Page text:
Conducting research during uncertain times is also ethically challenging. England (1994: 249) states that “fieldwork is personal”, an intrusion into and disruption of people’s lives, and this concept really rang true to me throughout this experience. With the Galapagos in a state of 24-hour lockdown, I was concerned about the potential of causing unnecessary further stress to participants: given the situation, how ethical was it for us to continue with our projects? On reflection, the uncertain times made it more important than ever to ensure good consent practices and ensure that interviewees felt able to end their participation at any time. I was also very aware of taking up participants’ time during a period of both psychological and financial difficulty, and so it felt important to keep the interview lengths as short as possible, condensing our questions from those we would have asked in person. As Gillian and Pickerill (2012) observe, ethics are dynamic, complex and ongoing, and so it is important that I was reflexive about the ethical implications of our research throughout the project. Looking back, our interviewees spoke so passionately about ocean plastics that I feel more positive about the process; participation in our research may have even provided a welcome distraction to participants from the realities of the pandemic.

In addition, in any research project but especially in uncertain times, it is important to consider strains on the researcher as well as the participants. With the UK also in a state of lockdown, I found myself dealing with a lot of additional stress not necessarily related to the research project, often finding it difficult to focus. The importance of checking up on each other as a team became especially clear under the circumstances. Prior to starting interviews, our group always had a Zoom call to catch up, which I found really brightened my mood and encouraged me to engage more with the fieldclass. Further to this, Billo and Hiemstra (2013) stress that reflexivity should be expanded to include a researcher’s personal circumstances, needs and abilities, and so I found myself thinking about how the context of lockdown might have altered my positionality, reflecting in particular on my placing along the ‘insider-outsider’ continuum (Dwyer and Buckle, 2009; Giwa, 2015). The remote nature of the research led me to re-consider what it means as a researcher to represent the “distant other” (Ansell, 2001: 102).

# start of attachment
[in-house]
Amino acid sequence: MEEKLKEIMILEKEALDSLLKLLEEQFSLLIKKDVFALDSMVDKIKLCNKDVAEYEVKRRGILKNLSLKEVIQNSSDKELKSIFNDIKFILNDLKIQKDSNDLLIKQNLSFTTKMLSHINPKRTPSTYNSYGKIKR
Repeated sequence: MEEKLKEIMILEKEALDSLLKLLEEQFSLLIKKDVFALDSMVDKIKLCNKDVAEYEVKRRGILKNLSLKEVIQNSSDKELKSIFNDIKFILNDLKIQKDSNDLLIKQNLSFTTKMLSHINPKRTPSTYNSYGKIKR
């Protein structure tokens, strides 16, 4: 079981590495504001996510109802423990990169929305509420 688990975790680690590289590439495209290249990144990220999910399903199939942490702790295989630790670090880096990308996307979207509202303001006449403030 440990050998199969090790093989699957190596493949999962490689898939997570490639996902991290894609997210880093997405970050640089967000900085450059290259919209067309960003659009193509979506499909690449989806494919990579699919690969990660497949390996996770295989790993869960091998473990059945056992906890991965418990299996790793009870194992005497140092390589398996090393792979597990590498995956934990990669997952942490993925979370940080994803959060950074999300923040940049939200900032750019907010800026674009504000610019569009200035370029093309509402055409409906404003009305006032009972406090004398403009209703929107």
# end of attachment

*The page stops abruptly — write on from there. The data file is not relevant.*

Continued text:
Overall, although the process was a challenging one, I found the virtual research to be a very engaging substitute for the fieldclass. I have experienced first-hand the importance of maintaining a flexible and adaptable approach to research, in particular developing my own ability to be resilient in the face of uncertainty and to work remotely as a group, a skill which I am sure will benefit me in the future as work likely moves more to virtual platforms. Although initially a little sceptical, I was pleasantly surprised by how useful I found the virtual fieldclass as an introduction to using qualitative research methods. Having overcome a number of challenges, I feel confident in applying the skills I have learnt to the field in future research projects.


  • Ansell, N. (2001) Producing knowledge about ‘Third World Women’: The politics of fieldwork in a Zimbabwean secondary school, Ethics, Place and Environment, 4(2): 101-116.
  • Billo, E. and Hiemstra, N. (2013) Mediating messiness: Expanding ideas of flexibility, reflexivity and embodiment in fieldwork, Gender, Place and Culture, 20(3): 313-328.
  • Dwyer, S.C. and Buckle, J.L. (2009) The space between: On being an insider-outsider in qualitative research, International Journal of Qualitative Methods, 8(1): 54-63.
  • Gillian, K. and Pickerill, J. (2012) The difficult and hopeful ethics of research on and with social movements, Social Movement Studies, 11(2): 133-143.
  • Giwa, A. (2015) Insider/outsider issues for development researchers from the Global South, Geography Compass, 9(6): 316-326.s
  • Janghorban, R., Roudsari, R.L. and Taghipour, A. (2014) Skype interviewing: the new generation of online synchronous interview in qualitative research, International Journal of Qualitative Studies on Health and Wellbeing, 9(1): 24152.